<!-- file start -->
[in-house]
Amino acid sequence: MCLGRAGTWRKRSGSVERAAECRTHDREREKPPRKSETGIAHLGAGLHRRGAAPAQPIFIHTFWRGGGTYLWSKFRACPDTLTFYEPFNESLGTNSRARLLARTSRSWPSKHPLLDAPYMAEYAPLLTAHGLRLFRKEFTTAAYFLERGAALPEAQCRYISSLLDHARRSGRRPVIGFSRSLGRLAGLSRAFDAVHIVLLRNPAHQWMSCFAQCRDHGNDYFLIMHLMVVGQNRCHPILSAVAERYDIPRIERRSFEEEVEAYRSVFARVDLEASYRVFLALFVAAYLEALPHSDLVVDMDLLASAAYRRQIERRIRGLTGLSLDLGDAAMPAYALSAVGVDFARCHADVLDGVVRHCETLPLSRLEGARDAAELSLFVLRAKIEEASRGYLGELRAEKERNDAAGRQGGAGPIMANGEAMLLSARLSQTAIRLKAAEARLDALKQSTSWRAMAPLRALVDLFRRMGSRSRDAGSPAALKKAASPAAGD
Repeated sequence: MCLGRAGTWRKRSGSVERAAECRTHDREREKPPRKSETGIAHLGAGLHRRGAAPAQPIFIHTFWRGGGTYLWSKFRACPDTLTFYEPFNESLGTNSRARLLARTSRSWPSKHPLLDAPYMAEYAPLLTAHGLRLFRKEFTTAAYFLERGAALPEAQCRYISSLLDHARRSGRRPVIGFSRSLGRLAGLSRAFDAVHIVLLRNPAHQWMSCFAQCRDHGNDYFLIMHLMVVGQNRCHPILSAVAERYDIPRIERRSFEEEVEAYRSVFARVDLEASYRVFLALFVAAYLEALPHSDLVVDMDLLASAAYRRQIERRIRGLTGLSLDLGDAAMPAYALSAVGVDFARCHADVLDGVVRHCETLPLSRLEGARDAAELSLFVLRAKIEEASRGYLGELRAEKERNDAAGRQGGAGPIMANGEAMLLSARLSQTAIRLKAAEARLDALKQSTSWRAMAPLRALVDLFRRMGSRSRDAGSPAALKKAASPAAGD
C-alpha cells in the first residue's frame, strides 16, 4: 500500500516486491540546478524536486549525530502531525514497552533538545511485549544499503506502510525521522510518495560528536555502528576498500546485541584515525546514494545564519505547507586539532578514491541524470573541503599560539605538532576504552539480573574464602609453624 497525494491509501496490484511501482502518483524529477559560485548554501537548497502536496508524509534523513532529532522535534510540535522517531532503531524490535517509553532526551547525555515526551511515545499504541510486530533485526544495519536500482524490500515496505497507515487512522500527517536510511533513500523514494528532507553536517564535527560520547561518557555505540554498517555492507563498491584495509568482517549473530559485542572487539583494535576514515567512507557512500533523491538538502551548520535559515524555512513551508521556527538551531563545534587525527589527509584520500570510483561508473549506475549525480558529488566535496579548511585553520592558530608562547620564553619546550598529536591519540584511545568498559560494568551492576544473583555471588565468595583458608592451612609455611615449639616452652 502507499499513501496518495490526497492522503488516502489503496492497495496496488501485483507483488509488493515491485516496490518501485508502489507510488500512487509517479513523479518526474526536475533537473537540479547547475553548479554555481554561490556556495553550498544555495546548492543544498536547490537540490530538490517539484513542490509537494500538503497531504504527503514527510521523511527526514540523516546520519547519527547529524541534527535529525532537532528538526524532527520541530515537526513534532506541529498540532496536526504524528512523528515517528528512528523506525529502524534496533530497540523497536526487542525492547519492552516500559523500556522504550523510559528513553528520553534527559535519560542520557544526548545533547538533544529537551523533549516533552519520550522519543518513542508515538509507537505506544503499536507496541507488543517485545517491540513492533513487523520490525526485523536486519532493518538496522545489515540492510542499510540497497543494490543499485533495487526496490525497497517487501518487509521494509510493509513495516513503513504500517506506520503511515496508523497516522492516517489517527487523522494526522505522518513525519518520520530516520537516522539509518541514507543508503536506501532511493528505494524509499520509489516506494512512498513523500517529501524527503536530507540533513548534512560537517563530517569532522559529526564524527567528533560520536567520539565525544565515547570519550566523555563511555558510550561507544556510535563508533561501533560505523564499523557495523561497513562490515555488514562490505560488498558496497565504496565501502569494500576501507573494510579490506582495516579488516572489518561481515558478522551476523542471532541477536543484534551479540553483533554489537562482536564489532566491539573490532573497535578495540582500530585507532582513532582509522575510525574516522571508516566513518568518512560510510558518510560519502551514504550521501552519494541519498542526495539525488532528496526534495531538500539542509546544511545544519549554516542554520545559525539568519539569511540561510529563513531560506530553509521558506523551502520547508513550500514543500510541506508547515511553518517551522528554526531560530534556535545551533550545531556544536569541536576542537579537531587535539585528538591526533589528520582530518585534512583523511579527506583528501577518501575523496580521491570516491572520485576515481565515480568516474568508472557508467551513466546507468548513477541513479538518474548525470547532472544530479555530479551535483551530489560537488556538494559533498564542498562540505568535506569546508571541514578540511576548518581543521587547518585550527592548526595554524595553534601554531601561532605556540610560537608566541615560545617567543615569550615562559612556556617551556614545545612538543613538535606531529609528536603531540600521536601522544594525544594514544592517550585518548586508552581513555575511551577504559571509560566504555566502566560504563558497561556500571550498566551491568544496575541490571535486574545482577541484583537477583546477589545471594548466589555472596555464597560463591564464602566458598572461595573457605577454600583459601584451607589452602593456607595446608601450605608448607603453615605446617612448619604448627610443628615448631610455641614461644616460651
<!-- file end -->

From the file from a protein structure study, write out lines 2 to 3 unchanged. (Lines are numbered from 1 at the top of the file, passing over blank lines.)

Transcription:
Amino acid sequence: MCLGRAGTWRKRSGSVERAAECRTHDREREKPPRKSETGIAHLGAGLHRRGAAPAQPIFIHTFWRGGGTYLWSKFRACPDTLTFYEPFNESLGTNSRARLLARTSRSWPSKHPLLDAPYMAEYAPLLTAHGLRLFRKEFTTAAYFLERGAALPEAQCRYISSLLDHARRSGRRPVIGFSRSLGRLAGLSRAFDAVHIVLLRNPAHQWMSCFAQCRDHGNDYFLIMHLMVVGQNRCHPILSAVAERYDIPRIERRSFEEEVEAYRSVFARVDLEASYRVFLALFVAAYLEALPHSDLVVDMDLLASAAYRRQIERRIRGLTGLSLDLGDAAMPAYALSAVGVDFARCHADVLDGVVRHCETLPLSRLEGARDAAELSLFVLRAKIEEASRGYLGELRAEKERNDAAGRQGGAGPIMANGEAMLLSARLSQTAIRLKAAEARLDALKQSTSWRAMAPLRALVDLFRRMGSRSRDAGSPAALKKAASPAAGD
Repeated sequence: MCLGRAGTWRKRSGSVERAAECRTHDREREKPPRKSETGIAHLGAGLHRRGAAPAQPIFIHTFWRGGGTYLWSKFRACPDTLTFYEPFNESLGTNSRARLLARTSRSWPSKHPLLDAPYMAEYAPLLTAHGLRLFRKEFTTAAYFLERGAALPEAQCRYISSLLDHARRSGRRPVIGFSRSLGRLAGLSRAFDAVHIVLLRNPAHQWMSCFAQCRDHGNDYFLIMHLMVVGQNRCHPILSAVAERYDIPRIERRSFEEEVEAYRSVFARVDLEASYRVFLALFVAAYLEALPHSDLVVDMDLLASAAYRRQIERRIRGLTGLSLDLGDAAMPAYALSAVGVDFARCHADVLDGVVRHCETLPLSRLEGARDAAELSLFVLRAKIEEASRGYLGELRAEKERNDAAGRQGGAGPIMANGEAMLLSARLSQTAIRLKAAEARLDALKQSTSWRAMAPLRALVDLFRRMGSRSRDAGSPAALKKAASPAAGD